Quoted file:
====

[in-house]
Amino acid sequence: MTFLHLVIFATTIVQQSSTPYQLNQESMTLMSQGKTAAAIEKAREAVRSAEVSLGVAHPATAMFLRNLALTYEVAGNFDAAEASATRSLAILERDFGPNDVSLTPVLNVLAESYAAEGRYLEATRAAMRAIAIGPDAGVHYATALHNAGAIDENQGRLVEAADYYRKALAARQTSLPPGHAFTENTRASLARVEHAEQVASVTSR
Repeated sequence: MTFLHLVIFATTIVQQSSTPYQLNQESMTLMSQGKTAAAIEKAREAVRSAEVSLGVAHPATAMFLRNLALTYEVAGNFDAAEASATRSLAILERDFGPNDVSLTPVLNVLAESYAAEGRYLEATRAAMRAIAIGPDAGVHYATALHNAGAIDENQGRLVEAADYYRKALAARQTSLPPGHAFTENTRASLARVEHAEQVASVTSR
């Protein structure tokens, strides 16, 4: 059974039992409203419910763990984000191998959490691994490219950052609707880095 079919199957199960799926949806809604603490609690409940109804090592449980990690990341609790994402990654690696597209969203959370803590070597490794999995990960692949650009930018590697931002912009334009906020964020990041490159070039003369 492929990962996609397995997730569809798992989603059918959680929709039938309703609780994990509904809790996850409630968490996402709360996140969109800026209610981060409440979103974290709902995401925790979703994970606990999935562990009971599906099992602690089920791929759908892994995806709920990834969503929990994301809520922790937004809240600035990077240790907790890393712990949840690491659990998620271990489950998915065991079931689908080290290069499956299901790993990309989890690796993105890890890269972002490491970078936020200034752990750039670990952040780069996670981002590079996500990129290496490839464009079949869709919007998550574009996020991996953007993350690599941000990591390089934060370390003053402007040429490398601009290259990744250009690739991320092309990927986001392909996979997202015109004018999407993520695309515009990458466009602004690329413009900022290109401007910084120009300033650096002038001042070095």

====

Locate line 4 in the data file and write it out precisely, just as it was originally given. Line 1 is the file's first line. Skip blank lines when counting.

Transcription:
């Protein structure tokens, strides 16, 4: 059974039992409203419910763990984000191998959490691994490219950052609707880095 079919199957199960799926949806809604603490609690409940109804090592449980990690990341609790994402990654690696597209969203959370803590070597490794999995990960692949650009930018590697931002912009334009906020964020990041490159070039003369 492929990962996609397995997730569809798992989603059918959680929709039938309703609780994990509904809790996850409630968490996402709360996140969109800026209610981060409440979103974290709902995401925790979703994970606990999935562990009971599906099992602690089920791929759908892994995806709920990834969503929990994301809520922790937004809240600035990077240790907790890393712990949840690491659990998620271990489950998915065991079931689908080290290069499956299901790993990309989890690796993105890890890269972002490491970078936020200034752990750039670990952040780069996670981002590079996500990129290496490839464009079949869709919007998550574009996020991996953007993350690599941000990591390089934060370390003053402007040429490398601009290259990744250009690739991320092309990927986001392909996979997202015109004018999407993520695309515009990458466009602004690329413009900022290109401007910084120009300033650096002038001042070095």